I wrote this for a Jewish homeschooling conference that took place yesterday in Baltimore. Here’s the full text:
The day after Pesach my ten year old daughter decided to make a siyum on a perek of Navi that she had finished. Two weeks before Pesach, when she had actually finished the perek, I had vaguely mumbled something about making a siyum some time soon and promptly forgot all about it. But once Pesach was over I had no excuse to delay her party. Especially since it involved real milchig ice cream.
Excited, my daughter began to discuss with her older sister who she’d like to invite. “I’m not inviting anyone who goes to school,” she said. Her list only included homeschoolers. Her sister agreed with her wholeheartedly. A siyum is not a birthday party. It is a celebration of Torah learning. My daughter wanted to give a speech and share what she had learned with other girls who would actually appreciate it. She didn’t want anyone rolling her eyes or spacing out. School kids are just not interested in learning, according to my daughters.
The beauty of homeschooling is the genuine love of learning I’ve been privileged to observe in all my children, even the older ones who are now in school. Homeschooled kids never lose their curiosity and their joy of discovery. When we learn Chumash with my daughter and her friend each of them gets excited when it’s her turn to read. After my husband learns Mishna with my son he is always eager to tell me what he learned. My children think about what they are learning outside of our official learning time and apply what they learned to real life situations. To them, learning is about life and life is about learning.
All children are born with a natural desire to learn. It is beyond the scope of this article to discuss why and how school children lose this desire. But I would like to describe how homeschoolers nurture it and maintain it.
Homeschooling parents are attuned to their children. We enjoy spending time with our children and getting to know them. We try to let go of any expectations or preconceived notions of what our children should be like, and we learn to appreciate them just as they are. And along the way, we learn about their interests, strengths, and weaknesses. Intuitively, we pick up on their learning styles and recognize which approaches work best in teaching them whatever they need to know. We give them all the time in the world to develop at their own pace, without measuring their achievements against someone else’ scale. At the same time, we notice the areas where they get stuck and help them over those humps. Sometimes, that involves hiring a tutor, as was the case with my daughter who struggled with reading due to dyslexia. And other times, it simply involves lots of encouragement, and perhaps even pushing. We are aware of our children’s potential and do not accept anything less than them doing their very best.
And of course, we make learning exciting. For our family, that involves reading lots of books and using a literature-based curriculum whenever possible.
The concept of using living books in a literature-based curriculum has been around for over a century, since the days of Charlotte Mason, a British educator who devised an innovative approach to education. Her methods are still widely used by homeschooling families. The living books approach is frequently used by Christian homeschoolers, and there are many materials available for them. These days, with the growing number of secular homeschoolers, there are many secular living books out there. Currently, we use Life of Fred for math, The Sassafras Science Adventures for science, and various well-researched historical fiction novels for social studies. My children look forward to reading these books every day. My six year old son has been known to sabotage my laundry folding efforts by begging me, “Can we do science now? Pleeease?”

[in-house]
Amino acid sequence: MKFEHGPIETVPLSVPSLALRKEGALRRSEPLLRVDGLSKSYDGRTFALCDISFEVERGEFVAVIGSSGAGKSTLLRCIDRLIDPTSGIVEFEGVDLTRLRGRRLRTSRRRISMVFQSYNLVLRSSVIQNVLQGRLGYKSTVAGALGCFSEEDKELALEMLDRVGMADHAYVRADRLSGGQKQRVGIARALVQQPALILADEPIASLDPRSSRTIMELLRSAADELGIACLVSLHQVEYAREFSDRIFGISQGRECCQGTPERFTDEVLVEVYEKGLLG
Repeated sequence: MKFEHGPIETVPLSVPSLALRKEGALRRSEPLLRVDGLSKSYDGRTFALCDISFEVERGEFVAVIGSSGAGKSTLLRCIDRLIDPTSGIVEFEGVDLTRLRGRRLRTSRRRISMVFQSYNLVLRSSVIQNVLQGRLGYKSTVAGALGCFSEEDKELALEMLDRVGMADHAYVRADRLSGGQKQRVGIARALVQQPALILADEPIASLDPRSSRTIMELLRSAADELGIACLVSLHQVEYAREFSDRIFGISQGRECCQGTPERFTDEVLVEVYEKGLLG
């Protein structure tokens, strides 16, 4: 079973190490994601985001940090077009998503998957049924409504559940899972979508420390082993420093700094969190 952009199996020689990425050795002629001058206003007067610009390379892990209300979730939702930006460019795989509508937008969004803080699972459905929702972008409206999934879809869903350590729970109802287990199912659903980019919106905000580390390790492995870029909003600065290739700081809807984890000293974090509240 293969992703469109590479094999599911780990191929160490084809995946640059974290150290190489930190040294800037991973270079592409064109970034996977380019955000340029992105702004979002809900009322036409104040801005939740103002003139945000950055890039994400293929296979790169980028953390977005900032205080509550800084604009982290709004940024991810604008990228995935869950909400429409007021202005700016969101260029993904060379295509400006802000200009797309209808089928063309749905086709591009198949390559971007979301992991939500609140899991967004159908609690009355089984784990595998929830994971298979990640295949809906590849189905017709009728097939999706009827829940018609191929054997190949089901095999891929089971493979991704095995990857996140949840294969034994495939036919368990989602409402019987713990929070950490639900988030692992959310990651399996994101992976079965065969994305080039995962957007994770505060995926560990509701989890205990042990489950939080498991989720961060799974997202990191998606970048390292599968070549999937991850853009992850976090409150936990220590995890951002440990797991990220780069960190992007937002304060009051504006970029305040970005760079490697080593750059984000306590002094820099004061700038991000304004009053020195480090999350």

Over the years, as I observed my children’s excitement about a literature-based curriculum, I’ve been trying to use a similar approach to Torah studies. Unlike secular studies, there is nothing ready made available for Jewish homeschoolers. So I’ve been putting together my own list of living books. We’ve read the Naftail in the Beis Hamikdash series by Rabbi Yaakov Meir Strauss. We all enjoyed it, and learned a lot. We’re reading Avner Gold’s Ruach Ami series, currently volume 8. From previous volumes, we learned about Jewish life in Europe in the 17th century, about the Shabtai Tzvi saga and its tragic aftermath, and about living as a secret Jew in Spain during the Inquisition. Right now, in honor of Sefiras Haomer, we are reading And Rachel was his Wife, a novel about Rabbi Akiva’s wife. This morning, when we began our learning, the children asked if we could read it first.
There are many other good Jewish living books out there. But there aren’t enough. I would love to see a lot more books, on various Torah topics, that could together form a whole comprehensive curriculum.
We homeschoolers are creative problem solvers. If something we want is not yet available we think of a way to solve that problem. And so I embarked on an adventure. As a writer, I am working on the kinds of books I’d like my children to read. But one person can only do so much. So I invited other Jewish writers to join me. G-d willing, we will be working together on producing living books that inspire as well as educate. I began a Torah through Literature blog, where I post book lists, book recommendations, tips, and G-d willing, announcements about new books as they come out.
I invite you to join me on this journey and visit the blog at torahthroughliterature.com. Please subscribe to receive the updates as soon as they are posted. Who knows, maybe by the time our children are raising their own children, G-d willing, there will be not one, but many literature-based Jewish curricula to choose from.